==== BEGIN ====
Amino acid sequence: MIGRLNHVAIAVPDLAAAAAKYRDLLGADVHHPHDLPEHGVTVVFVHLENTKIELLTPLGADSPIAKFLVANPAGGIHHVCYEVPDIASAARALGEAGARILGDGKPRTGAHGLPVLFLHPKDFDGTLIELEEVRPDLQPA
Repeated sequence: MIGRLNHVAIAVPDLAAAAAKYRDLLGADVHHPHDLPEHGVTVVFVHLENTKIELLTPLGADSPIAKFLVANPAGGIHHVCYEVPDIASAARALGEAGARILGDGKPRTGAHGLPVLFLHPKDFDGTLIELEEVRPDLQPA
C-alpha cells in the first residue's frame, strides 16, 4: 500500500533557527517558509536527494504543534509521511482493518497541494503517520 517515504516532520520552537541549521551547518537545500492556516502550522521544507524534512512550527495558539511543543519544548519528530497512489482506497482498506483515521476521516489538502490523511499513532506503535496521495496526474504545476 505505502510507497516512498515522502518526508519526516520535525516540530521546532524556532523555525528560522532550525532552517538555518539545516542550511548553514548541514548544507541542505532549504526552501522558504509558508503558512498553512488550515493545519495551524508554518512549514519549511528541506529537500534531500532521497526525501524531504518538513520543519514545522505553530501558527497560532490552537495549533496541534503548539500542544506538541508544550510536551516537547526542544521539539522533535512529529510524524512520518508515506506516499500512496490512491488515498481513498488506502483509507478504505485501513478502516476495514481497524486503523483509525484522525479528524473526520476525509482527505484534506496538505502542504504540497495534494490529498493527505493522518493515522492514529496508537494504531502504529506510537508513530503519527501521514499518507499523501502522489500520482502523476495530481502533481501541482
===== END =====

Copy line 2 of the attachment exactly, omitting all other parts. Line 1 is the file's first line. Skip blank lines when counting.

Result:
Repeated sequence: MIGRLNHVAIAVPDLAAAAAKYRDLLGADVHHPHDLPEHGVTVVFVHLENTKIELLTPLGADSPIAKFLVANPAGGIHHVCYEVPDIASAARALGEAGARILGDGKPRTGAHGLPVLFLHPKDFDGTLIELEEVRPDLQPA